One of the best articles of the year

Twitter isn’t dying because people over 50 aren’t using it, My inference from his poorly constructed sentence is that people over 50 don’t use Twitter, and it’s still doing fine. What’s hilarious is that a large financial institution in London hired a savvy 16-year-old to teach them about “social media.” The kid never used a cell phone to call his male friends, he communicated with them through gaming devices. The cell phone was just for girls, because about 1 in 10 gamers were girls, so there was no other way to communicate with girls except by cell phone.
He told them which telephones teens buy and why.
Among the kid’s others remarks was that Twitter was pretty much a joke. No one he knew used it. It was for “old people.” The kid specified that meant “over 20”. So sounds like our blogger who authored “one of the best articles of the year” is under 50 and over 20. And he’ out of touch with the younger generation. Much to his surprise. Way to deconstruct one sentence and pronounce the entire article bunk as a result Classic Safron. “You’re thinking too much. Just have fun.” — Bennie “The Jet” Rodriguez in Sandlot Well, now that you mention it… …it’s apparent from the piece the he really does care. He wouldn’t have bothered to write it if he didn’t care, but even if you don’t buy that it’s clear that he’s got a little chip on his shoulder. Past that, the piece is narrow-minded and presumptuous, and stratifies generations. If the writer knew anything about the history of baseball and baseball writers, he would know that these writers he pretends to not malign explored in detail aspects such as on-base percentage not only before the Internet, but before any of our fathers – and in some cases grandfathers – were born. Bill James wasn’t the first to focus on “sabrmatics,” he was the first to make a living off of it. Good baseball writers were going beyond batting average back in 1911. It didn’t catch on with the masses. People apparently weren’t in the mood for much alternative analysis back then. But I can see why you would like it. He’s got your point of view, he’s just more subtle and polite about it. And his thoughts are original. Recent studies indicate that people over 50 don’t like Twitter.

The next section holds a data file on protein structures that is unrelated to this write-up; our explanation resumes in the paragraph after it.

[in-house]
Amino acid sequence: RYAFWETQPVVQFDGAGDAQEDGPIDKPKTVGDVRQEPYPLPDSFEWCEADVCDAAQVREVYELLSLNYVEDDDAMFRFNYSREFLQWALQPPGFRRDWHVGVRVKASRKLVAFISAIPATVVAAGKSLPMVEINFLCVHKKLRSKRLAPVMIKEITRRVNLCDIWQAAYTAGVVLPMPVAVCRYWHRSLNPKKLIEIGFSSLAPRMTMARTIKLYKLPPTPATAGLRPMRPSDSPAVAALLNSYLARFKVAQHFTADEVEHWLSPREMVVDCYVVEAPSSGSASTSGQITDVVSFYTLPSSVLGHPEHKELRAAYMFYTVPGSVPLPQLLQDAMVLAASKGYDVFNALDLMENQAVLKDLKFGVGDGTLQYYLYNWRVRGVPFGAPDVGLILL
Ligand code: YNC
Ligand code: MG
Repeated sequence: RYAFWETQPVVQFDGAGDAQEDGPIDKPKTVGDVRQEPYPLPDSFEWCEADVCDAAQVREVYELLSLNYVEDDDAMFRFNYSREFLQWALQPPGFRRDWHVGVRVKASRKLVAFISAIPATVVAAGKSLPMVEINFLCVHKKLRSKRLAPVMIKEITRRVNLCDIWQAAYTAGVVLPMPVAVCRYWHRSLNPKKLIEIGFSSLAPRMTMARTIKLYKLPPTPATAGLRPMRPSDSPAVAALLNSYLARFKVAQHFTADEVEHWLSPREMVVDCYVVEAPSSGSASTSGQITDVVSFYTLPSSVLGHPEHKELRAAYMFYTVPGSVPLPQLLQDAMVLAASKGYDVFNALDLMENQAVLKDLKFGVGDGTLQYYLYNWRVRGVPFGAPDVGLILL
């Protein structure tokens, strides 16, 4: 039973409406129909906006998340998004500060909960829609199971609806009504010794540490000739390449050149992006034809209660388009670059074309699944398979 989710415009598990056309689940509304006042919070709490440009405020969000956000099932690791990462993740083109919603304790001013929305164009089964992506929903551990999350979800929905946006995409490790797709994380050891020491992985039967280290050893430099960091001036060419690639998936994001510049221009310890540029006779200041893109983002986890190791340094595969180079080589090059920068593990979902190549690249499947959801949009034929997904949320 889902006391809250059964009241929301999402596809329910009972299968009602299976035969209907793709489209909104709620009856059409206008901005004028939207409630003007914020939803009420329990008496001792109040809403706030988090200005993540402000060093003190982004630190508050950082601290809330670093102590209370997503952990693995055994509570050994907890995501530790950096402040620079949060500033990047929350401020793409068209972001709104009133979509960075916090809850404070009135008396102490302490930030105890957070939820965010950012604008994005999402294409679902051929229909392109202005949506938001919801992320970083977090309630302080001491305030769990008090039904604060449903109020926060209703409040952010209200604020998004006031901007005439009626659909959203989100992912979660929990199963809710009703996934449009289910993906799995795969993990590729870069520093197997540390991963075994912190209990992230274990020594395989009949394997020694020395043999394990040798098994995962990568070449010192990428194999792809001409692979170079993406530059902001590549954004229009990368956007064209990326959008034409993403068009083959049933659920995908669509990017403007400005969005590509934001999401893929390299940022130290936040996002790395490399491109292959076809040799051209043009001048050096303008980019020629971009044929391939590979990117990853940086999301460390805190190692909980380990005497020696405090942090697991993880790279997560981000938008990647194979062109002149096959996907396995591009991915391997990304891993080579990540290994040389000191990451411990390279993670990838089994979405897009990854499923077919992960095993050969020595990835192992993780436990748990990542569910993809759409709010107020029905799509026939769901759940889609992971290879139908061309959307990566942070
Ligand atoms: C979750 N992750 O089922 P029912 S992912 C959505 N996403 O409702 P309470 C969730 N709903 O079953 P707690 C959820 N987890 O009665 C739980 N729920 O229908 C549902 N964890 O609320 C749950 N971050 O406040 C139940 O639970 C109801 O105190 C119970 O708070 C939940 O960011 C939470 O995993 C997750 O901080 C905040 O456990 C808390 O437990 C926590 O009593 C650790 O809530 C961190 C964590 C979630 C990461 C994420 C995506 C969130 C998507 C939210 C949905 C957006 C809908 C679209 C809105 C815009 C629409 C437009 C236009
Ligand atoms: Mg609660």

That’s all that reference was about. And you can’t deny the great enmity between beat writers and bloggers. Exhibit A is Patrick Reusse, who only stopped making a big public fuss about bloggers when he became one.

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